Local vs. Organic Food: Discuss!

When it comes to nutrition, organic food has long been the standard for a-grade fruits and vegetables—and yes, tomatoes grown without harmful pesticides are better for personal + planetary health. But according to our friends at the Rodale Institute, there’s an even better option for produce: BUY LOCAL.

Here’s why:

Local Fruits + Veggies Have More Nutrients
After you harvest a fruit or vegetable, its nutrient count starts to go down… and if an apple gets picked in Oregon and has to travel all the way to Texas, it’s going to lose a lot of vitamins and antioxidants on its way to the Lone Star State. By contrast, the Gala Apples that grow beautifully in Walnut Creek, TX will retain a lot more of their Vitamin C, potassium, and other vital minerals if they get eaten soon after they’re picked, and closer to home. 

Local Fruits + Veggies Taste Better
Those vitamins and minerals we’re talking about? They don’t just recharge your body—they also light up your taste buds. A carrot you pick from your own garden is going to taste like a crunchy, juicy dream. A carrot that languishes for five days on a truck likely won’t retain the same “wow” factor.

Local Fruits + Veggies Have a Lower Carbon Footprint
Shipping food isn’t just expensive—it’s also denting our atmosphere. When the United Nations Food and Agricultural Organization paired with Columbia University and NASA (like, 🚀🚀🚀) on a paper in 2021, they found that over 30% of global carbon emissions come from the food industry… and hauling avocados from California to Maine is definitely part of the problem.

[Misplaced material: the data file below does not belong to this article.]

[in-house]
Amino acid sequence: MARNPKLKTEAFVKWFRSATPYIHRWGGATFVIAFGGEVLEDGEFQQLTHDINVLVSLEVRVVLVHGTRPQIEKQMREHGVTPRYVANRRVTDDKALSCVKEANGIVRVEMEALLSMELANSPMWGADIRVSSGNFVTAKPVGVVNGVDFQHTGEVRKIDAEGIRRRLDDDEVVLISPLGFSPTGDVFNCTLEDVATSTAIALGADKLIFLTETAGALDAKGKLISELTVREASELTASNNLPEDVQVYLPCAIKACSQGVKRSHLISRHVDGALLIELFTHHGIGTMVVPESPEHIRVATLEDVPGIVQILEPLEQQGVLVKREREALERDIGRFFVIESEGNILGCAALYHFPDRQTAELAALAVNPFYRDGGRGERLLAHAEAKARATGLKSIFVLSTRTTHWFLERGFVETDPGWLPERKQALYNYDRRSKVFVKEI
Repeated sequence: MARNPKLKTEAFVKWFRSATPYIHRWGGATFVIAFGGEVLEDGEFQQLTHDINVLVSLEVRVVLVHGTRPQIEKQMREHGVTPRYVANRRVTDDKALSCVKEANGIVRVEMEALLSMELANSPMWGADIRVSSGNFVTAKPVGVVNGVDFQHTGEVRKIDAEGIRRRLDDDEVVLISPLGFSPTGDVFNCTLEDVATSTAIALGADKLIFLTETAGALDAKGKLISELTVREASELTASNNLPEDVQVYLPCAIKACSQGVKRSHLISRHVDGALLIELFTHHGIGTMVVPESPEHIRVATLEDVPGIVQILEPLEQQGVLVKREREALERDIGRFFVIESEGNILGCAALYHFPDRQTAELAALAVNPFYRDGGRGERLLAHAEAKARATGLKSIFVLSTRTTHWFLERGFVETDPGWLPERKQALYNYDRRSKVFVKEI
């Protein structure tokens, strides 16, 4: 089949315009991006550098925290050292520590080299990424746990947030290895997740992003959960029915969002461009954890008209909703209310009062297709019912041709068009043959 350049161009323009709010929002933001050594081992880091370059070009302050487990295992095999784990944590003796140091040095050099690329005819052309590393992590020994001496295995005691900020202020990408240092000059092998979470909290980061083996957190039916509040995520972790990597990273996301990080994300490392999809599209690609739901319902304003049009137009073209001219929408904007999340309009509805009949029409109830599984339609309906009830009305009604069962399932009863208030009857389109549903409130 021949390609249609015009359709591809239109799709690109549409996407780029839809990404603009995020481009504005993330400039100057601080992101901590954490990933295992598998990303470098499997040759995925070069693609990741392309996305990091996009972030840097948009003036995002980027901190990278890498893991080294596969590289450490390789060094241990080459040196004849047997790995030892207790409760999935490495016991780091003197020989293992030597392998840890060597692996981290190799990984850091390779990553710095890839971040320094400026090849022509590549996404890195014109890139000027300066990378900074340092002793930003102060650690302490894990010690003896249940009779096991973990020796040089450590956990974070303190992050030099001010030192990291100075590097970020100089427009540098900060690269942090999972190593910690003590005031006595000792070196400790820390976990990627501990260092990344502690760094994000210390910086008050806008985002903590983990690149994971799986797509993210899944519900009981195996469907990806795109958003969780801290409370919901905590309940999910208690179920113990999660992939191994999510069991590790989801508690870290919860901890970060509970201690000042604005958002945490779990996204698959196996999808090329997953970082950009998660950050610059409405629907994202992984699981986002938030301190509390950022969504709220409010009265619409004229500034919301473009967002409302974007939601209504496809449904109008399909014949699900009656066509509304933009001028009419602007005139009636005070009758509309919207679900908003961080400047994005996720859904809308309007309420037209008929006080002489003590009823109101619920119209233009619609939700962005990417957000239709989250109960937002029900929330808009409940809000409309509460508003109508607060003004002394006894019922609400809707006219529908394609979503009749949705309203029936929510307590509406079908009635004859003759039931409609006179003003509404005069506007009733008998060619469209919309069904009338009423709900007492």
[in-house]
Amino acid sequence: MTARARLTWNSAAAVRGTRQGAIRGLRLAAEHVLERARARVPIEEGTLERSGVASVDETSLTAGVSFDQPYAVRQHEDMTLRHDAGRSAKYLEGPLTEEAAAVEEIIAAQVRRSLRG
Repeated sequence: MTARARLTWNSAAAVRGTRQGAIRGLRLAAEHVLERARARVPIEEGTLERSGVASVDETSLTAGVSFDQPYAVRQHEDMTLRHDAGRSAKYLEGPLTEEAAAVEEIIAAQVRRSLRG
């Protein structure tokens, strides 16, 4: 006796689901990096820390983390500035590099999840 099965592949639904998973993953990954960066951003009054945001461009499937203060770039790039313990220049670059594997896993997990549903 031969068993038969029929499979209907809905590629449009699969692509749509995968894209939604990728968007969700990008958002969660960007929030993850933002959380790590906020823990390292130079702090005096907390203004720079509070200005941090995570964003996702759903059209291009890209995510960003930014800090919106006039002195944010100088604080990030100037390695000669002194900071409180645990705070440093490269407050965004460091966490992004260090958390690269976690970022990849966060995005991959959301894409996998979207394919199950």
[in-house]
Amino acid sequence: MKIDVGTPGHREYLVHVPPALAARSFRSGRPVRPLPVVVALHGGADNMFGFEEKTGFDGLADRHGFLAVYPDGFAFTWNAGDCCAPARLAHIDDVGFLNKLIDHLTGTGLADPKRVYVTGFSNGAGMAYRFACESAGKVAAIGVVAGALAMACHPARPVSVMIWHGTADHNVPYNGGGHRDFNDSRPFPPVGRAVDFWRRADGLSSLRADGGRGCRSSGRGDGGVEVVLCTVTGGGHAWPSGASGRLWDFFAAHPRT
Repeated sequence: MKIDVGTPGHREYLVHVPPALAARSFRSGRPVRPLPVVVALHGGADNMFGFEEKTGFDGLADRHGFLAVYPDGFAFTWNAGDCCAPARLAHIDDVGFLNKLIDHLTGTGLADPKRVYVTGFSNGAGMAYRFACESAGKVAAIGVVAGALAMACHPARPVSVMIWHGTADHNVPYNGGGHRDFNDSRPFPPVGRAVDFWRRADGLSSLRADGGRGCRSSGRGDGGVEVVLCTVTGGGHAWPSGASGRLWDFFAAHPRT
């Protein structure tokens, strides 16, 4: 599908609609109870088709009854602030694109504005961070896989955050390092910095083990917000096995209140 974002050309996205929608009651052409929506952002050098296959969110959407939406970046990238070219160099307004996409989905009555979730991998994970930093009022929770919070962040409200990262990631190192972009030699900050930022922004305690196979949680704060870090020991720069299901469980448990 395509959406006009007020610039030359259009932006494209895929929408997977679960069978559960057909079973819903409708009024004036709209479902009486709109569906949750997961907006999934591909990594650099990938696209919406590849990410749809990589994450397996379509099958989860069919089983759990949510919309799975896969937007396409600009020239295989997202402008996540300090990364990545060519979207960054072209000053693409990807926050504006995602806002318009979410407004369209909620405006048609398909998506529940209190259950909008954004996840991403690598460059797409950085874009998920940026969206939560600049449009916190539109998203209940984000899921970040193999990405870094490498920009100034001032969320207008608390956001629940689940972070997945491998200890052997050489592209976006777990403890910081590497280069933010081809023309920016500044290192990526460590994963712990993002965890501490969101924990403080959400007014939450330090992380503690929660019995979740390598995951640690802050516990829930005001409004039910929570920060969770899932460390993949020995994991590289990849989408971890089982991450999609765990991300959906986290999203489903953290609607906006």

Local Fruits + Veggies Support Your Local Economy
When you buy local, your money stays local, providing more opportunities—and giving more sales tax for benefits like better schools, libraries, and parks—to the people and organizations where you live. (Including you!)

Local Fruits + Veggies Help Prevent Your Home From Flooding
Small farms help prevent inland flooding by promoting stronger root systems, better groundwater storage, and less erosion during storms. Meanwhile in cities like New York, rooftop farms are helping divert rainwater from overwhelming streets and sewer systems, instead irrigating crops like lettuce and tomatoes for local community centers and shelters.

Local Fruits + Veggies Often Come With Sheep and Horses
Just saying.

Okay, so where do you get these mythical neighborhood veggies? First, check out your regular supermarket, which often tells you exactly where their produce is coming from. (Pro tip: Those little stickers on the apples? They’ve usually got the farm location. Sneaky!) 

Next, if you live in an urban area, you’ve probably got a farmer’s market nearby. These weekend events are a great way to meet local farmers in your area, ask questions, get recipe recommendations, and—if you’re a Younger fan—scope out any dudes who raise sheep and look like Matthew Morrison. (Although… spoiler alert… maybe don’t?)

Finally, you might want to try—gasp—growing them yourself. An Aerogarden can get you a serious lettuce haul in just a few weeks, an apartment window box can get you herbs like basil and mint for cooking and baking, and if you’ve got a porch or backyard—even a tiny one? Cucumbers, tomatoes, and peppers are coming your way. 

Does this mean you must do an entire overhaul of fruit and veggie shopping? Nope. But if you swap just one of your weekly pieces of produce for a local option, you’ll be doing your body, your taste buds, your neighborhood, and your planet a favor. Give it a try.